The most common causes for the Check Engine light are:

  • Engine misfire: When an engine misfires, it fails to ignite the air-fuel mixture properly, leading to a loss of power and rough running. The onboard diagnostics system detects this issue and triggers the check engine light.
  • Evaporative emission leak: An evaporative emission (EVAP) leak can cause the check engine light to illuminate because it disrupts the vehicle's emissions control system. A leak in the EVAP system, allows fuel vapor to escape, leading to increased emissions. 
  • Loose gas cap: If the gas cap is not properly tightened or is missing, it can allow fuel vapors to leak out, triggering the check engine light.
  • Faulty airflow sensor: The airflow sensor measures the amount of air entering the engine to help the system adjust the fuel injection for a perfect air-fuel mixture. If the sensor fails, it'll cause a bad mixture and trigger the check engine light.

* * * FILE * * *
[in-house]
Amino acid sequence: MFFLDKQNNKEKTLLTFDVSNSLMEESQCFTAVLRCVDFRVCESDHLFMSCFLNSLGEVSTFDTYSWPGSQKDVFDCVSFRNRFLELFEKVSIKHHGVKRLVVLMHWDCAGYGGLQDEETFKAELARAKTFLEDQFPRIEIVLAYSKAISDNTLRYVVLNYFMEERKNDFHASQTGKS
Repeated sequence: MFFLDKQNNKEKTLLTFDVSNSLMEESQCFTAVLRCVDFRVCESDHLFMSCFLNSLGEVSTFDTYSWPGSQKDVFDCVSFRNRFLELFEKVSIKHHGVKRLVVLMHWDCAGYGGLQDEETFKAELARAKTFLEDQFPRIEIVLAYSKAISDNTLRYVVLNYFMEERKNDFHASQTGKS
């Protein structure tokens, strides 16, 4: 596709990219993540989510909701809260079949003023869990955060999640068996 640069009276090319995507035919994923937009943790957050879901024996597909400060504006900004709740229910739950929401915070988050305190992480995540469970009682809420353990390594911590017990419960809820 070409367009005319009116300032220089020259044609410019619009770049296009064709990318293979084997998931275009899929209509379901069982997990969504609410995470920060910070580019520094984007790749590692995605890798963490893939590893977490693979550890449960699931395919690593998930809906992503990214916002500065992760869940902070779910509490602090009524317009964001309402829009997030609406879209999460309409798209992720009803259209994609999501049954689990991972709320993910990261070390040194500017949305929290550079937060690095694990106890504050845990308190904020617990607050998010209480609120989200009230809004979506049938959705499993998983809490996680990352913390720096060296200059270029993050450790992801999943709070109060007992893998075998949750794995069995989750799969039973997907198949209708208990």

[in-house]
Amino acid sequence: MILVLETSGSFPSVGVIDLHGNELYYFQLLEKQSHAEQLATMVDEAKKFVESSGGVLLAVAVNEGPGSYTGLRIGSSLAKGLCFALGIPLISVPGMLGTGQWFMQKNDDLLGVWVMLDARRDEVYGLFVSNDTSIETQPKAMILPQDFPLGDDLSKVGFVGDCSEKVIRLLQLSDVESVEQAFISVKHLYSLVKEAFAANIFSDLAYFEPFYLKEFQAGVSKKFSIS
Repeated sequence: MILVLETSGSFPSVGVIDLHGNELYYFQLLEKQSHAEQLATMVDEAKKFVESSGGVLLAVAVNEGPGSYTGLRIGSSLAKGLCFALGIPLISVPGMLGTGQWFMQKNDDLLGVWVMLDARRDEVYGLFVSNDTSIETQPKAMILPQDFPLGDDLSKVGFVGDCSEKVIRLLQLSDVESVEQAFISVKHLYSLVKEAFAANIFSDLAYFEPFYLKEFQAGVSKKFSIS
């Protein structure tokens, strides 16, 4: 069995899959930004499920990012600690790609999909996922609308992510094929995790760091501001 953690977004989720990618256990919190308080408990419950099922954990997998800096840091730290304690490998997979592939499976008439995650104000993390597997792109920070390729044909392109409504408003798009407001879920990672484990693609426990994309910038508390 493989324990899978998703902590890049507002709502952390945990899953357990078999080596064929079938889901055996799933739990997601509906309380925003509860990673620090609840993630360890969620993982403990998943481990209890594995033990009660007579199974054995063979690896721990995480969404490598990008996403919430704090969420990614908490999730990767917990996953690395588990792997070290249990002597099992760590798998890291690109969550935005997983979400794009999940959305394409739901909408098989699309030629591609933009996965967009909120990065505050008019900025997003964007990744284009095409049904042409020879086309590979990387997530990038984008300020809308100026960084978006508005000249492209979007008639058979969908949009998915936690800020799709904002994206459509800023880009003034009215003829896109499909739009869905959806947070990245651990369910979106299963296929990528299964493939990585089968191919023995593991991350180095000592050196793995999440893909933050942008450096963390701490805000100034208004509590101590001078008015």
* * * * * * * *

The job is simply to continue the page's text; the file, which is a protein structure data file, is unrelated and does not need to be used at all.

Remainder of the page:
• Faulty catalyst: The catalytic converter converts harmful gases into less harmful emissions. If the catalyst is faulty, it increases emissions and triggers the check engine light.
  • Lean codes: Lean codes can cause the check engine light to illuminate because they indicate a problem with the air-fuel mixture in the engine. A lean condition occurs when there is too much air and not enough fuel in the air-fuel mixture, leading to incomplete combustion.
  • Faulty variable valve timing (VVT): The VVT system controls the timing of the opening and closing of the engine's valves. If the VVT system is faulty, it may not operate correctly, leading to issues such as rough idle, reduced power, and increased emissions, triggering the check engine light.

Stay alert if the check engine lights up on your car's dashboard. Your vehicle might be under progressive damage and can end up requiring hefty repairs in the future; it'll also show considerable fuel loss. So please, keep track of your car's odd behaviors and browse through our articles to find out the information you'll need to share with your go-to auto shop.

Learn More about the Symptom
Four common causes for a reduced engine power warning on the vehicle and their related parts.
This fix will help eliminating

Reduced Engine Power Light